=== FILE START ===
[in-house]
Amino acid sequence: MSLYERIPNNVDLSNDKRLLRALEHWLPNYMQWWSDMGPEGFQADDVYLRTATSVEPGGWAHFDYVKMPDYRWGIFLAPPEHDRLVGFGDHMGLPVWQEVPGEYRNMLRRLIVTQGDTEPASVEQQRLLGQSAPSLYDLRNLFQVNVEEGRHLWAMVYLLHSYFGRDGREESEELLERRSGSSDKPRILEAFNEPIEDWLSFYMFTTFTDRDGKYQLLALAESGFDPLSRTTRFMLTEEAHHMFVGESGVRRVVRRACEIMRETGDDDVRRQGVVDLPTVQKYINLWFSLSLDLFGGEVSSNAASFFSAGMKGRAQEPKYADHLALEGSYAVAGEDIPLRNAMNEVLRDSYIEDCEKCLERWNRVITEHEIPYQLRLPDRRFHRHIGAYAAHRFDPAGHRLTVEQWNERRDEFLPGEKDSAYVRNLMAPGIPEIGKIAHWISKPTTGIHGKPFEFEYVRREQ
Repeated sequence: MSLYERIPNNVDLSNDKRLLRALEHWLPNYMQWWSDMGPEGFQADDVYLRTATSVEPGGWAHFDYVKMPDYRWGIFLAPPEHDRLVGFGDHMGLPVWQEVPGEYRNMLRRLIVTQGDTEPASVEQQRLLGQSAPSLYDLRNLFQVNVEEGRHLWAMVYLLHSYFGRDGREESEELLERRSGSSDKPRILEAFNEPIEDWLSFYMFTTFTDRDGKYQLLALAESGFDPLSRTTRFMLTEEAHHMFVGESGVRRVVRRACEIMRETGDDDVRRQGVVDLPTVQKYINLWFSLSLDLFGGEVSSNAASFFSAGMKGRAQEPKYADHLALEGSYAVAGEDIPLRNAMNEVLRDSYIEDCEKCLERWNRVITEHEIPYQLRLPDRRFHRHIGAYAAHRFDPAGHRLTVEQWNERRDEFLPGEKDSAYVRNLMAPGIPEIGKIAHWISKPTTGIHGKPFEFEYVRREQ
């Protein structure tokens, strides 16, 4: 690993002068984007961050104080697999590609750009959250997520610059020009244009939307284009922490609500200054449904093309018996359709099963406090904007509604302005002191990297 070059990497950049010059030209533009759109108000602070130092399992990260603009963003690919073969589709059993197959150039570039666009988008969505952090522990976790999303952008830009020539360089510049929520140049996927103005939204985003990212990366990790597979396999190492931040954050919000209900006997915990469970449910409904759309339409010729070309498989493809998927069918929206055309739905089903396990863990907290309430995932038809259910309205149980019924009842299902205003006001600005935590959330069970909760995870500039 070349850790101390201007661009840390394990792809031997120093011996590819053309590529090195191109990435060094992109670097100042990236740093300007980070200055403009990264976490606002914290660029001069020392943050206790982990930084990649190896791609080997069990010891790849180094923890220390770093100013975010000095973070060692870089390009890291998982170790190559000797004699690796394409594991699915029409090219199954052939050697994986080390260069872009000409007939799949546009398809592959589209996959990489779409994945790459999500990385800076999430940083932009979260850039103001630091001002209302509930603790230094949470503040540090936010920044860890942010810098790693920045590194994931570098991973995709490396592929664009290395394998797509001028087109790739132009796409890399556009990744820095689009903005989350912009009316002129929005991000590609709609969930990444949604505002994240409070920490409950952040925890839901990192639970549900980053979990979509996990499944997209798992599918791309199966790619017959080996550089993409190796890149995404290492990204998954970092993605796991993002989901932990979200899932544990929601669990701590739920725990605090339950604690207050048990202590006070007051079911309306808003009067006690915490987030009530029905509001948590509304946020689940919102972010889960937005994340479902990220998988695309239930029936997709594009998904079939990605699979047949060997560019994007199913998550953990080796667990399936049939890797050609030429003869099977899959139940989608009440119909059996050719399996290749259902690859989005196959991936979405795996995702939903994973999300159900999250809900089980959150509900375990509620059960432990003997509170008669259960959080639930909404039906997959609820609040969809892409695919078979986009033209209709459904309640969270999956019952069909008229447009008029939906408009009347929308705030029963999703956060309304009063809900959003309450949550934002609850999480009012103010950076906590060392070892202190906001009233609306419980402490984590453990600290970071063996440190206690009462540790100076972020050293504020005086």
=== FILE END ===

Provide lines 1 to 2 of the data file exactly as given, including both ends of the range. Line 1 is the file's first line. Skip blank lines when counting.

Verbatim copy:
[in-house]
Amino acid sequence: MSLYERIPNNVDLSNDKRLLRALEHWLPNYMQWWSDMGPEGFQADDVYLRTATSVEPGGWAHFDYVKMPDYRWGIFLAPPEHDRLVGFGDHMGLPVWQEVPGEYRNMLRRLIVTQGDTEPASVEQQRLLGQSAPSLYDLRNLFQVNVEEGRHLWAMVYLLHSYFGRDGREESEELLERRSGSSDKPRILEAFNEPIEDWLSFYMFTTFTDRDGKYQLLALAESGFDPLSRTTRFMLTEEAHHMFVGESGVRRVVRRACEIMRETGDDDVRRQGVVDLPTVQKYINLWFSLSLDLFGGEVSSNAASFFSAGMKGRAQEPKYADHLALEGSYAVAGEDIPLRNAMNEVLRDSYIEDCEKCLERWNRVITEHEIPYQLRLPDRRFHRHIGAYAAHRFDPAGHRLTVEQWNERRDEFLPGEKDSAYVRNLMAPGIPEIGKIAHWISKPTTGIHGKPFEFEYVRREQ